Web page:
George Zimmerman Must Stay On 24-Hour Electronic Monitoring, Judge Rules

George Zimmerman must remain under 24-hour electronic monitoring and remain inside the county during his release awaiting trial for second-degree murder of an unarmed black teenager, a judge in Florida ruled on Tuesday.

Zimmerman’s legal team had asked Florida Circuit Judge Debra Nelson to modify the conditions of his release, discontinuing full-time GPS monitoring. Lawyers had also sought to allow George Zimmerman to travel outside the county, the Los Angeles Times reported.

Lead prosecutor Bernie De La Rionda argued that the state “objects strenuously to any modification of his GPS or his boundaries,” ABC News reported. He also reminded Nelson that Zimmerman had previously lied to the court about how much money he could accord for bond, and didn’t tell them about a second passport he had.

Zimmerman is accused of shooting 17-year-old Travyon Martin on February 26 as the teenager walked back home to a house where he and his father were staying. A self-appointed neighborhood watch captain, Zimmerman suspected that the teenager was in the gated neighborhood up to no good and reportedly confronted him.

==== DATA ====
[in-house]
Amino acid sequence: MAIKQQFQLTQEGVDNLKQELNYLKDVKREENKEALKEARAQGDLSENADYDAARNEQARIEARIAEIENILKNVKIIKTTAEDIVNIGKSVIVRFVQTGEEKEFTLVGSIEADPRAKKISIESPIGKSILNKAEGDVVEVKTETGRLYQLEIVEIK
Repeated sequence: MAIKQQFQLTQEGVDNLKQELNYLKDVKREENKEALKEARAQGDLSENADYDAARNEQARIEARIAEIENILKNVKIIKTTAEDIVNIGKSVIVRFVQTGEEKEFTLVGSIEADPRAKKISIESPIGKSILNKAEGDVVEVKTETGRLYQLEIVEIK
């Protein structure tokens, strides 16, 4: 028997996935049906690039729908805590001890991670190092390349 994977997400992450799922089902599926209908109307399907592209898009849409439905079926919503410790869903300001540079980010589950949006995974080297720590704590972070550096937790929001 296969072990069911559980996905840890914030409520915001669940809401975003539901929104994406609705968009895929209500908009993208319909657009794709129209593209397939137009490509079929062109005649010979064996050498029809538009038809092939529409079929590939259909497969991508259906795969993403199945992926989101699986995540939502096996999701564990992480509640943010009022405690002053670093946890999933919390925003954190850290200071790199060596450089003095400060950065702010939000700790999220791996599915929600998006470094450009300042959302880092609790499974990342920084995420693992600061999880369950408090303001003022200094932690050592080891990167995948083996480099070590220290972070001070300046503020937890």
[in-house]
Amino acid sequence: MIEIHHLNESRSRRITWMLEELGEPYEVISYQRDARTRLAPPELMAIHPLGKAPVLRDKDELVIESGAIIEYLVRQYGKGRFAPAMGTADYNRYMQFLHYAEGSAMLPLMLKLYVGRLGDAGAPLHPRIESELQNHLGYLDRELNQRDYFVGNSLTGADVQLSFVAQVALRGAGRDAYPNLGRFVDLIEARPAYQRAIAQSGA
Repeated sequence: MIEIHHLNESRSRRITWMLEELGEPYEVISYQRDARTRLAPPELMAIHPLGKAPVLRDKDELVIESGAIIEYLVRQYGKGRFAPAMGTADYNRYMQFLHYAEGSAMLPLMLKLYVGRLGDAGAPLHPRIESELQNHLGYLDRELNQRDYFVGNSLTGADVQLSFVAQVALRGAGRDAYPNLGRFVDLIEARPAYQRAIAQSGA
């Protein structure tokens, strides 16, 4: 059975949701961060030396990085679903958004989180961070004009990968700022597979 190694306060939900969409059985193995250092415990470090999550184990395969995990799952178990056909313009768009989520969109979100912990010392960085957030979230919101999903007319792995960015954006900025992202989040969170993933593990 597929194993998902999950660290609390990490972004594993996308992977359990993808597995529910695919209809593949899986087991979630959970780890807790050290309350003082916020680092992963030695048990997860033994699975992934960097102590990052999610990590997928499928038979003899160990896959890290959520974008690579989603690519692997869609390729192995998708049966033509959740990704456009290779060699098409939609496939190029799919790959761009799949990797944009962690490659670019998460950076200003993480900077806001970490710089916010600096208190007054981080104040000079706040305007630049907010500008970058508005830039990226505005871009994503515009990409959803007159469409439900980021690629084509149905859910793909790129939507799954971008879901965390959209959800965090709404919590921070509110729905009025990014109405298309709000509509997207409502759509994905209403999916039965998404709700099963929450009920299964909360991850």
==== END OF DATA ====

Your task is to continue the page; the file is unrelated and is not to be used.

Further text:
He says he shot Martin during a scuffle and that he was acting in self-defense. Evidence seems to back his claim, as pictures were recently released from the night of the shooting showing a bruised and bloodied Zimmerman, though it is still unclear who provoked the fight.

Activists believe Martin was targeted for his race, and civil rights leaders have held demonstrations against Zimmerman, who was free for weeks before facing charges.

George Zimmerman is free on $1 million bond and has been living in hiding since his release. His trial is tentatively scheduled for mid-June.